SAAVI’s Expected Result 4, which aims to improve trade policy for enhanced performance and value chain competitiveness, is thus highly relevant to peacebuilding through institution-building. This is to be implemented through direct support to WTO accession, legislative and regulatory reform, capacity development, and fostering inclusiveness and participation not only for the public sector but also the private sector.

    At the same time, it must be acknowledged that trade is not a cure for all ills. Realizing the potential of trade in reducing the risk of conflict through inclusive growth, economic integration, and improved governance is a long-term project in post-conflict contexts. Nevertheless, rethinking trade policy in Iraq can contribute to these efforts.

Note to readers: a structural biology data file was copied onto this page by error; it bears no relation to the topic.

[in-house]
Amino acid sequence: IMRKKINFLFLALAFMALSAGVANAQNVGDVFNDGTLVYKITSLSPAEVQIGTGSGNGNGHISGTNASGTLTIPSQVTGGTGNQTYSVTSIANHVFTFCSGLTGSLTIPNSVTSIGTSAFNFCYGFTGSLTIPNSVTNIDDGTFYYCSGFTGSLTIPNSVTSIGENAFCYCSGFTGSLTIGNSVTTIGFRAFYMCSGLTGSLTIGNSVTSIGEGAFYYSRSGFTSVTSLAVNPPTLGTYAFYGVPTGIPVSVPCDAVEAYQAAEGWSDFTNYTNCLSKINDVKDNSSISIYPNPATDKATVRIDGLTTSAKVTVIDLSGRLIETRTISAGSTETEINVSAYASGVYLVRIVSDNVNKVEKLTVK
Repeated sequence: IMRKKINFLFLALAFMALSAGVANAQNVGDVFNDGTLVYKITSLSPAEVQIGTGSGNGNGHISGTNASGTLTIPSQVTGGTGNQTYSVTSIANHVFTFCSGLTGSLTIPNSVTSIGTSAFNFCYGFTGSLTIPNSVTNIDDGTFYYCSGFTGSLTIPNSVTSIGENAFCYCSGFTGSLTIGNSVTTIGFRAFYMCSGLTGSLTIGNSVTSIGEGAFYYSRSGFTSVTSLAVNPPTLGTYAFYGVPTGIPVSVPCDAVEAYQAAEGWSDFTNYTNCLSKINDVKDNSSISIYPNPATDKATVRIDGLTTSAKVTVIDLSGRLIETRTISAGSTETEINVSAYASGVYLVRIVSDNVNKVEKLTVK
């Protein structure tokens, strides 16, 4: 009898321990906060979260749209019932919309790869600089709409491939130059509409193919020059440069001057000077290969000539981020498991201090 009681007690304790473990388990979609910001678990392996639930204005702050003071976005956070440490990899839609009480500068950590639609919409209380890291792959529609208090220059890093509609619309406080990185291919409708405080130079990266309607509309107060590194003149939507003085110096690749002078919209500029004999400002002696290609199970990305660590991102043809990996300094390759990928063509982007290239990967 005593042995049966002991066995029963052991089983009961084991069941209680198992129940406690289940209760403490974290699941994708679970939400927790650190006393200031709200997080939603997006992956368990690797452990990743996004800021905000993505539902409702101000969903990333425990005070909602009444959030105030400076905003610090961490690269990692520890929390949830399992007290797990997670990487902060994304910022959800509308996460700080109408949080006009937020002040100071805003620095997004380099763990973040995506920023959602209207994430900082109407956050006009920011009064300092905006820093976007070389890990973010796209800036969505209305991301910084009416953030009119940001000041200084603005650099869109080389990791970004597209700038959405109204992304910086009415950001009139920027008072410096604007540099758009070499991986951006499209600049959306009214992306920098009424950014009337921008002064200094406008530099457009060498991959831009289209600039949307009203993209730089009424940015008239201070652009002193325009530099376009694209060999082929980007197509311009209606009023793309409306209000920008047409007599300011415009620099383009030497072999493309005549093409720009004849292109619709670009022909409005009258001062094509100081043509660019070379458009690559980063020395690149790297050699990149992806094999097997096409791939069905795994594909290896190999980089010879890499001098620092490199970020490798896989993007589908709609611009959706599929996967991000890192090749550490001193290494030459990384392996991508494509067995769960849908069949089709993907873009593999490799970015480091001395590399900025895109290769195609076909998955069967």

This is a joint ITC-WTO sec article.


    Iraq’s young entrepreneurs – a nascent but promising engine of economic growth

    Iraq’s young entrepreneurs – a nascent but promising engine of economic growth

    With 8 million people in the age 15 to 24 group, Iraq’s youth bulge offers an opportunity for growth and prosperity. Working with and for youth essential in realising the 17 Sustainable Development Goals. In this blog, SAAVI explains how it is working to support the economic empowerment of youth in the country.

    Iraq’s youth – who total more than 8 million in the age 15 to 24 group – represent their country’s most important untapped resource. Strengthening the supports for young entrepreneurs and their small businesses may be one of the best ways to foster recovery and development.